Electronic Voting, a balloting system that allows votes to be entered and recorded in an electronic form. These balloting systems are also referred to as e-voting or direct-recording electronic systems (DREs). The voter uses a direct entry device to register vote selections, and the entries are transferred (via circuitry) to electronic recording media, such as a computer hard drive or a memory card. The direct entry device may be electronic, as with a touch-screen, or electromechanical, such as a panel of pushbuttons.
The set of selections made by an individual voter comprises a ballot. Electronic voting systems typically record the entire ballot as an electronic “image” although there is no real picture of the ballot, just data that represent the voter’s choices. After the polls close, the contents of the ballots are tabulated and reported by the voting system as vote totals. These totals are typically provided in a printed paper format that can be read by the workers at the individual precinct (or polling) locations. The totals can also be provided in an electronic form that can be transferred to a central system where the various precinct totals are consolidated at the municipal, county, or state level. See also Election.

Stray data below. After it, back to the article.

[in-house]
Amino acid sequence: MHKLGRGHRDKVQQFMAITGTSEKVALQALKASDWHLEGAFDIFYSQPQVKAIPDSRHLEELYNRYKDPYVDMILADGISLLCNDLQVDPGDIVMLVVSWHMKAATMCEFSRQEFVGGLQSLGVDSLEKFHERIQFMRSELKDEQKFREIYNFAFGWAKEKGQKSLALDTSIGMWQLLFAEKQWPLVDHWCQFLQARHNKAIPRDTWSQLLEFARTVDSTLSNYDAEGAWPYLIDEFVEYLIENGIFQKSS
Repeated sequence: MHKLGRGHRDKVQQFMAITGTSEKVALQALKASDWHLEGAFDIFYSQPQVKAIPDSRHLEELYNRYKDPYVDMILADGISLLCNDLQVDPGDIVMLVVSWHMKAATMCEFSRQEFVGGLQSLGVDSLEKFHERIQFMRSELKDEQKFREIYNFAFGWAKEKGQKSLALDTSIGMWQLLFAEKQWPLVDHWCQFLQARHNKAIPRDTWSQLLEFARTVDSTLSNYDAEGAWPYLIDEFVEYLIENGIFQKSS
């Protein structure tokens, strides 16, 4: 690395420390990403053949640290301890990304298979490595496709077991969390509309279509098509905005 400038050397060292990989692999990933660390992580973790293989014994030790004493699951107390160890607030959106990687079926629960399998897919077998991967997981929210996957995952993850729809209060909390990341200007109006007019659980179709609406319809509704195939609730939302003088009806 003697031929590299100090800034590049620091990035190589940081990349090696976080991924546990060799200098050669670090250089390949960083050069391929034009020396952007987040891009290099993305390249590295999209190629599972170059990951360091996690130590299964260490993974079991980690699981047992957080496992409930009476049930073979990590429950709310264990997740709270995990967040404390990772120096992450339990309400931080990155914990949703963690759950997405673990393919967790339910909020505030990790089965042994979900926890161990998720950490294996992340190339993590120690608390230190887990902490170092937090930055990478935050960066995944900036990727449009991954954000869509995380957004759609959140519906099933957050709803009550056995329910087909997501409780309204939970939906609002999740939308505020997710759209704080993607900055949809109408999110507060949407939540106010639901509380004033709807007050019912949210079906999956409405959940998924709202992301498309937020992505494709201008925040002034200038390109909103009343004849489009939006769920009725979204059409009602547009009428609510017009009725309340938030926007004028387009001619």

Balloting systems in which the voter makes selections on paper that are subsequently recorded electronically by using optical scanning or punch-card readers are considered to be electronic tabulation and are not truly electronic voting methods. The votes were not originally made electronically and so are not considered a form of electronic voting. However, vote-by-phone and Internet voting systems would be considered types of electronic voting because the original votes are made electronically.
II. ORIGINS OF ELECTRONIC VOTING
Electronic voting has been used in United States elections since the mid-1970s. The first electronic voting system is believed to be the Video Voter, an electromechanical device. The incentive for adopting...